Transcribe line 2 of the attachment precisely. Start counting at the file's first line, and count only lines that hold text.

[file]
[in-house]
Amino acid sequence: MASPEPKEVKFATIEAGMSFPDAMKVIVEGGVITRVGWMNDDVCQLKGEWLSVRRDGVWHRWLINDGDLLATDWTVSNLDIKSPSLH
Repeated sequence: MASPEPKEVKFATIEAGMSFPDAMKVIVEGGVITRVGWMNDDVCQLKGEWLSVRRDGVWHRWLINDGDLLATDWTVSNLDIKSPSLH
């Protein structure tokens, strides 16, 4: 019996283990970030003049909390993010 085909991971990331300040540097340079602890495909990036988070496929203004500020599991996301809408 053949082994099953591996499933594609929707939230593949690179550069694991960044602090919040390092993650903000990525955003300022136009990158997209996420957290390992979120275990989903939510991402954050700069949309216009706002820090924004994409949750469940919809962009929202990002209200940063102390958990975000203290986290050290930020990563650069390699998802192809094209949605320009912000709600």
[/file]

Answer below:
Amino acid sequence: MASPEPKEVKFATIEAGMSFPDAMKVIVEGGVITRVGWMNDDVCQLKGEWLSVRRDGVWHRWLINDGDLLATDWTVSNLDIKSPSLH